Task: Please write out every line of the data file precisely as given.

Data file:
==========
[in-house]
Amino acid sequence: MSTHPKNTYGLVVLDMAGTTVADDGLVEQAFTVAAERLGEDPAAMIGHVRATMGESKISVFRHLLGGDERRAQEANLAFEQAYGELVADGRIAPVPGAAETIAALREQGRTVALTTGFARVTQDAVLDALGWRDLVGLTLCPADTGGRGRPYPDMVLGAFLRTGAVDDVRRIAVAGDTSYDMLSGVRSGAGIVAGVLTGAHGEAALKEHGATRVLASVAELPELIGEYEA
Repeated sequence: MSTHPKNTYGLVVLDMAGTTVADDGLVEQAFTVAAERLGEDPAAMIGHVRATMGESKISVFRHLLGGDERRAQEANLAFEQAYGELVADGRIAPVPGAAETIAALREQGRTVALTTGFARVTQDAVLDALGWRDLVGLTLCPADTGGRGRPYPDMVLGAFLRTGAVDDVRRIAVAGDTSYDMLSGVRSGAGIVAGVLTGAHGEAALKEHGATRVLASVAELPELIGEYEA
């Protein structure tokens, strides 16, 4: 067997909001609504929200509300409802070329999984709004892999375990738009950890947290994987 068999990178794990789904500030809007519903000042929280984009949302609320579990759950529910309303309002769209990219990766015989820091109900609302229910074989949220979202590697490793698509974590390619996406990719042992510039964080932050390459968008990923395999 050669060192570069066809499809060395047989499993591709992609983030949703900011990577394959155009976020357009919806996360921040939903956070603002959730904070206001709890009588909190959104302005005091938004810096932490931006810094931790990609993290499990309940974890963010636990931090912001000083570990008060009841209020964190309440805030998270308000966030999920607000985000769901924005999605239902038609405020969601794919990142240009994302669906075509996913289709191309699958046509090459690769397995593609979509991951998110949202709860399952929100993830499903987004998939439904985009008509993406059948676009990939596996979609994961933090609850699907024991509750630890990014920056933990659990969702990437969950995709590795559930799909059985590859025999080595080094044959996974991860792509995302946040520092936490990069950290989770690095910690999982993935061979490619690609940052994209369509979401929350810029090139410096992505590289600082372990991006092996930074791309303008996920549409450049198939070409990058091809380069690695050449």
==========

[in-house]
Amino acid sequence: MSTHPKNTYGLVVLDMAGTTVADDGLVEQAFTVAAERLGEDPAAMIGHVRATMGESKISVFRHLLGGDERRAQEANLAFEQAYGELVADGRIAPVPGAAETIAALREQGRTVALTTGFARVTQDAVLDALGWRDLVGLTLCPADTGGRGRPYPDMVLGAFLRTGAVDDVRRIAVAGDTSYDMLSGVRSGAGIVAGVLTGAHGEAALKEHGATRVLASVAELPELIGEYEA
Repeated sequence: MSTHPKNTYGLVVLDMAGTTVADDGLVEQAFTVAAERLGEDPAAMIGHVRATMGESKISVFRHLLGGDERRAQEANLAFEQAYGELVADGRIAPVPGAAETIAALREQGRTVALTTGFARVTQDAVLDALGWRDLVGLTLCPADTGGRGRPYPDMVLGAFLRTGAVDDVRRIAVAGDTSYDMLSGVRSGAGIVAGVLTGAHGEAALKEHGATRVLASVAELPELIGEYEA
């Protein structure tokens, strides 16, 4: 067997909001609504929200509300409802070329999984709004892999375990738009950890947290994987 068999990178794990789904500030809007519903000042929280984009949302609320579990759950529910309303309002769209990219990766015989820091109900609302229910074989949220979202590697490793698509974590390619996406990719042992510039964080932050390459968008990923395999 050669060192570069066809499809060395047989499993591709992609983030949703900011990577394959155009976020357009919806996360921040939903956070603002959730904070206001709890009588909190959104302005005091938004810096932490931006810094931790990609993290499990309940974890963010636990931090912001000083570990008060009841209020964190309440805030998270308000966030999920607000985000769901924005999605239902038609405020969601794919990142240009994302669906075509996913289709191309699958046509090459690769397995593609979509991951998110949202709860399952929100993830499903987004998939439904985009008509993406059948676009990939596996979609994961933090609850699907024991509750630890990014920056933990659990969702990437969950995709590795559930799909059985590859025999080595080094044959996974991860792509995302946040520092936490990069950290989770690095910690999982993935061979490619690609940052994209369509979401929350810029090139410096992505590289600082372990991006092996930074791309303008996920549409450049198939070409990058091809380069690695050449």